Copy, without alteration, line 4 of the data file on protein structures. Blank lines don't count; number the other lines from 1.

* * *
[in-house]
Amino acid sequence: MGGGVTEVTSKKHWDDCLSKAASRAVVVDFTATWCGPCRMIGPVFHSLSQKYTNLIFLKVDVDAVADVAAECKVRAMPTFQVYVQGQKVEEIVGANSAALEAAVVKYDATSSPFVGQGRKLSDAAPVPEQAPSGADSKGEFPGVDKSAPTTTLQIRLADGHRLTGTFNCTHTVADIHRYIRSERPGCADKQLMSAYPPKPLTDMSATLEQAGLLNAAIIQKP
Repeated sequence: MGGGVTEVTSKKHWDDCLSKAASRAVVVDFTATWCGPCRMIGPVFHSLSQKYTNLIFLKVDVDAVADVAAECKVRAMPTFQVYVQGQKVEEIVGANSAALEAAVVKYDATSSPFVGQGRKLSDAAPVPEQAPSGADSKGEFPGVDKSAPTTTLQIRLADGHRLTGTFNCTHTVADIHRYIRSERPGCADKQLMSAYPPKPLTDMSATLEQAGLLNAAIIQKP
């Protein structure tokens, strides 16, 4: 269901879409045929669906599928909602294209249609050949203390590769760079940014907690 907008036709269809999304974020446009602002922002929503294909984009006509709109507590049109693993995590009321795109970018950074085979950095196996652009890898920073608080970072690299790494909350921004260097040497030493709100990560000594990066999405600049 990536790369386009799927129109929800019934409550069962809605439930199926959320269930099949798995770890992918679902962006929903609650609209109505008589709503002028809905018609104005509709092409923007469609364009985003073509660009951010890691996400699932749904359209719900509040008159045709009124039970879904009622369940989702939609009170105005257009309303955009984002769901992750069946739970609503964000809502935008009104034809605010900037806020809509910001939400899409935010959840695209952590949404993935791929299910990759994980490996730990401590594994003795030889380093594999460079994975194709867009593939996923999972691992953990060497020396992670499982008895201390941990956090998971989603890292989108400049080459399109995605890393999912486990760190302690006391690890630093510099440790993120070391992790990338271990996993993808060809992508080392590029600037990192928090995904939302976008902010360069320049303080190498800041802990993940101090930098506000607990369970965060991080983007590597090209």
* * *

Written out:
């Protein structure tokens, strides 16, 4: 269901879409045929669906599928909602294209249609050949203390590769760079940014907690 907008036709269809999304974020446009602002922002929503294909984009006509709109507590049109693993995590009321795109970018950074085979950095196996652009890898920073608080970072690299790494909350921004260097040497030493709100990560000594990066999405600049 990536790369386009799927129109929800019934409550069962809605439930199926959320269930099949798995770890992918679902962006929903609650609209109505008589709503002028809905018609104005509709092409923007469609364009985003073509660009951010890691996400699932749904359209719900509040008159045709009124039970879904009622369940989702939609009170105005257009309303955009984002769901992750069946739970609503964000809502935008009104034809605010900037806020809509910001939400899409935010959840695209952590949404993935791929299910990759994980490996730990401590594994003795030889380093594999460079994975194709867009593939996923999972691992953990060497020396992670499982008895201390941990956090998971989603890292989108400049080459399109995605890393999912486990760190302690006391690890630093510099440790993120070391992790990338271990996993993808060809992508080392590029600037990192928090995904939302976008902010360069320049303080190498800041802990993940101090930098506000607990369970965060991080983007590597090209």